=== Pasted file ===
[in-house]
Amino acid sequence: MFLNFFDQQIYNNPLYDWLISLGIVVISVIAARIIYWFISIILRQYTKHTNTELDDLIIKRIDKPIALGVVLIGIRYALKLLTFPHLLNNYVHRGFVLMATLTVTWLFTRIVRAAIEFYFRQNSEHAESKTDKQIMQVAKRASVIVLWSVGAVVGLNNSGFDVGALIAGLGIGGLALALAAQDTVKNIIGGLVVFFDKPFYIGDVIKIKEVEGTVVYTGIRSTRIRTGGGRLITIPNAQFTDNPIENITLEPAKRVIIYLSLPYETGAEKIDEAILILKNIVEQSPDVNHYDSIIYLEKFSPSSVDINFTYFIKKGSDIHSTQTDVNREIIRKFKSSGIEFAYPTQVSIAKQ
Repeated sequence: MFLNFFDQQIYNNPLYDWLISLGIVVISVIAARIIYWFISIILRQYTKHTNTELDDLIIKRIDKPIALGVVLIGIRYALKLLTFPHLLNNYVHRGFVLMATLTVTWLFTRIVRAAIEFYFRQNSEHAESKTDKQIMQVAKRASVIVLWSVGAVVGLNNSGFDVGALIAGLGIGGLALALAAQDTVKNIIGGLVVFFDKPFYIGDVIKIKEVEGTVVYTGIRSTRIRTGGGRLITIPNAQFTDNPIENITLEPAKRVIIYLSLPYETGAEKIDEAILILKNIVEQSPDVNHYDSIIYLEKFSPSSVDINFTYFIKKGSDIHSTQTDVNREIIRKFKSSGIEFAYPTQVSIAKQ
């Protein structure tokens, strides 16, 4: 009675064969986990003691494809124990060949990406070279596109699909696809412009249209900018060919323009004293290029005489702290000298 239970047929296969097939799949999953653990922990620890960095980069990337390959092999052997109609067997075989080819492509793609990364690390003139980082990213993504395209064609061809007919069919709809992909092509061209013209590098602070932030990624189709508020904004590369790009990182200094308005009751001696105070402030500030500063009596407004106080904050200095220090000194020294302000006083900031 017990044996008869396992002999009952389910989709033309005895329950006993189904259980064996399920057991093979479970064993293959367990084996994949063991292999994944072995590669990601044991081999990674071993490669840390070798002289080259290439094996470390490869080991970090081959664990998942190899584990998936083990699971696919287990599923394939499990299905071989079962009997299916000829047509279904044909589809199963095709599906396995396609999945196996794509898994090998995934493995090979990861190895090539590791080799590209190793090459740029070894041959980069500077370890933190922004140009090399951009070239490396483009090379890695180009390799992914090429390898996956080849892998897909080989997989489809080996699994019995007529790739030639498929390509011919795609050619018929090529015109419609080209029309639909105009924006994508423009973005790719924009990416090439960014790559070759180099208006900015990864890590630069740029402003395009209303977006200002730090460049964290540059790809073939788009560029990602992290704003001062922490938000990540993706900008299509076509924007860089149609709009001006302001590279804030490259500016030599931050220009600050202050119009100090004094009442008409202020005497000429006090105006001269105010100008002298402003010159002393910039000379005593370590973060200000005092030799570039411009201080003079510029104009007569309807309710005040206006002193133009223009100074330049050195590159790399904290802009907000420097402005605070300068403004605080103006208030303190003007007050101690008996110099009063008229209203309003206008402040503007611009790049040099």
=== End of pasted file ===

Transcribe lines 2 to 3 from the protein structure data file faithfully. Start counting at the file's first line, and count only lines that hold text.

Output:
Amino acid sequence: MFLNFFDQQIYNNPLYDWLISLGIVVISVIAARIIYWFISIILRQYTKHTNTELDDLIIKRIDKPIALGVVLIGIRYALKLLTFPHLLNNYVHRGFVLMATLTVTWLFTRIVRAAIEFYFRQNSEHAESKTDKQIMQVAKRASVIVLWSVGAVVGLNNSGFDVGALIAGLGIGGLALALAAQDTVKNIIGGLVVFFDKPFYIGDVIKIKEVEGTVVYTGIRSTRIRTGGGRLITIPNAQFTDNPIENITLEPAKRVIIYLSLPYETGAEKIDEAILILKNIVEQSPDVNHYDSIIYLEKFSPSSVDINFTYFIKKGSDIHSTQTDVNREIIRKFKSSGIEFAYPTQVSIAKQ
Repeated sequence: MFLNFFDQQIYNNPLYDWLISLGIVVISVIAARIIYWFISIILRQYTKHTNTELDDLIIKRIDKPIALGVVLIGIRYALKLLTFPHLLNNYVHRGFVLMATLTVTWLFTRIVRAAIEFYFRQNSEHAESKTDKQIMQVAKRASVIVLWSVGAVVGLNNSGFDVGALIAGLGIGGLALALAAQDTVKNIIGGLVVFFDKPFYIGDVIKIKEVEGTVVYTGIRSTRIRTGGGRLITIPNAQFTDNPIENITLEPAKRVIIYLSLPYETGAEKIDEAILILKNIVEQSPDVNHYDSIIYLEKFSPSSVDINFTYFIKKGSDIHSTQTDVNREIIRKFKSSGIEFAYPTQVSIAKQ